On what was supposed to be opening day at Fenway Park, Josh Kantor tried to provide some normalcy for disheartened baseball fans.
He donned a Red Sox jersey, sat down in front of his organ and delivered an energetic rendition of “Take Me Out to the Ball Game.”
It was a classic rite of spring except the backdrop was Kantor’s living room instead of the Green Monster. And the audience watched via his wife’s iPhone, which livestreamed his songs to the Facebook masses.
That first show started awkwardly, with Kantor greeting viewers three times because he couldn’t tell if he was on the air. A few minutes into the broadcast, he asked his wife how many people were watching and then excitedly exclaimed, “Eleven people? Holy Frijoles!”
The online response increased as that first show went on and word spread. Kantor played a few dozen songs and received nearly 100 requests during that hour-long broadcast, persuading him to come back the next day, then the day after and then the day after that.
“I only planned to do it for one day,” said Kantor, the Fenway Park organist since 2003. “I figured friends and relatives might stop by and I’d take a few requests. It was basically therapy for me so that I would miss baseball a little less and miss playing music for people a little less.”
What began as a source of comfort for Kantor has since provided a glimmer of joy to thousands of other baseball-starved fans. Kantor and his wife, Mary Eaton, have done livestreams for 62 straight days, talking baseball, telling irreverent stories and taking song requests.
“Take Me Out to the Ball Game” is the only staple of every show, though Kantor has altered the lyrics with the sport on hold as a result of the coronavirus outbreak. The thickly bearded Fenway Park organist and part-time librarian instructs viewers to sing “I do care if we ever get back” until Major League Baseball returns.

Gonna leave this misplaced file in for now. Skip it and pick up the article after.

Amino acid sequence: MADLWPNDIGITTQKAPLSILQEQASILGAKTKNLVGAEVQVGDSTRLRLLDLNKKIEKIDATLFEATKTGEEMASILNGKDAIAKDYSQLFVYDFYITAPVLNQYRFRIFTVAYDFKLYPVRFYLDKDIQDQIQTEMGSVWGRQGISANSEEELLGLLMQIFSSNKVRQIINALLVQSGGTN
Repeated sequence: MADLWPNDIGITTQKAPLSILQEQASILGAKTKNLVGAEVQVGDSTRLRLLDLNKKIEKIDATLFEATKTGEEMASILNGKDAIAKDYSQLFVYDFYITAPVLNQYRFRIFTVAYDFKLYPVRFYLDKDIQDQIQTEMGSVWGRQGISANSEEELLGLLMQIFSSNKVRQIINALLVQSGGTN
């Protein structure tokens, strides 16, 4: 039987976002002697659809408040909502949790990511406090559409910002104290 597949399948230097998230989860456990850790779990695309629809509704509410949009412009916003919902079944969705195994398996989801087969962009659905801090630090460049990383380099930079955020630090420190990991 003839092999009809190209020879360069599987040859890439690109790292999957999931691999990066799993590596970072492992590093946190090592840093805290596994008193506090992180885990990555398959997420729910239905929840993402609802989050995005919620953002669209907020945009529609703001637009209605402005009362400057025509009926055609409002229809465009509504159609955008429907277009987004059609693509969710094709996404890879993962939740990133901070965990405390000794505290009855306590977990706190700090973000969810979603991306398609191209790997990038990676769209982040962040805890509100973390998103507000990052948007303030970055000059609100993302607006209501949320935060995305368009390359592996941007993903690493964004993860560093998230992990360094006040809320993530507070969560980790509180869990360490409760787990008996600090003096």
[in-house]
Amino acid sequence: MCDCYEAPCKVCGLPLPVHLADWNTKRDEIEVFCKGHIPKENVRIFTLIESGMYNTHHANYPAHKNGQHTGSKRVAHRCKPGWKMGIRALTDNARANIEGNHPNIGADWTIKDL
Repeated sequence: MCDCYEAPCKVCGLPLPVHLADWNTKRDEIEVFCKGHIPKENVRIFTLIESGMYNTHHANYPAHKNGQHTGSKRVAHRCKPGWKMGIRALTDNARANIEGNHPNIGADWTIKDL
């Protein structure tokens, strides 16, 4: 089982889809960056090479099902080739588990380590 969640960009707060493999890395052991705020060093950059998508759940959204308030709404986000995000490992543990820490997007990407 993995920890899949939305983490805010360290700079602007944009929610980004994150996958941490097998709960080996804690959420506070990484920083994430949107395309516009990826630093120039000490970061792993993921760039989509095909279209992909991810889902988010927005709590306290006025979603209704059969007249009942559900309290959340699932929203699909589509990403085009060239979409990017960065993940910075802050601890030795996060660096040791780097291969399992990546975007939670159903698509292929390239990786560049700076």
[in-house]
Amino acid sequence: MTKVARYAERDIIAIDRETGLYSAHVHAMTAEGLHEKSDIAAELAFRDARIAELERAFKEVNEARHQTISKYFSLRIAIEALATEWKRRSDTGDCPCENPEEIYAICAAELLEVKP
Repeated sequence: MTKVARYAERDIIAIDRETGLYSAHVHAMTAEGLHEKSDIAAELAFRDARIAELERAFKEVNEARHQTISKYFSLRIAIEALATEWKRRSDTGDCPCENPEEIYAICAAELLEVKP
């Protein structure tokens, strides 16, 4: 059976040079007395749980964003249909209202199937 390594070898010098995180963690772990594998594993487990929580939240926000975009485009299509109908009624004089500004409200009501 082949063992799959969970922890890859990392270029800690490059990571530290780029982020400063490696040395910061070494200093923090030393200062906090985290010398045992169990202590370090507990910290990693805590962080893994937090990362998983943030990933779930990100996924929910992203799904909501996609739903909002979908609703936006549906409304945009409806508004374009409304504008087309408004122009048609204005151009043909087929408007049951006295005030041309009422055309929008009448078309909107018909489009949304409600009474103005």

Aside from that, viewers could hear anything from Red Sox anthems “Dirty Water” and “Sweet Caroline,” to classic rock, to modern-day chart toppers from Lady Gaga and Taylor Swift. Kantor will play any request he knows. He’ll also take a crack at some he doesn’t, often humming a few bars of the chorus to remind himself of the melody.
As many as 19,000 viewers have tuned in for one of Kantor’s afternoon concerts. His audience hails from all over the country and beyond, including one regular viewer from South Korea.
“She stays up until 4 a.m. her time to watch every day,” Kantor said. “I’ll ask if she’s still there and she’ll be like, ‘I’m here! I’m still awake!’”
The surprising popularity of Kantor’s daily livestream reflects how much Americans crave the return of sports. For the past couple Fridays evenings, a Cubs organist has serenaded an empty Wrigley Field and the surrounding community, attracting small groups of fans who want to soak up the sounds of summer.
Kantor’s mission is the same, but his live broadcast allows him to offer a more personal touch. His wife scans the Facebook chat for requests and hands Kantor sticky notes.
At the start of his Memorial Day episode on Monday, Kantor and his wife did one of their regular bits.
“Today is episode No. 61!” Kantor said.
“Holy cow!” his wife responded in mock surprise.
In truth, Kantor is surprised by the show’s longevity and popularity. He’ll keep doing it until baseball returns or people lose interest.
“It’s no substitute for having a ballgame,” Kantor said, “but at least having this makes it hurt a little less.”
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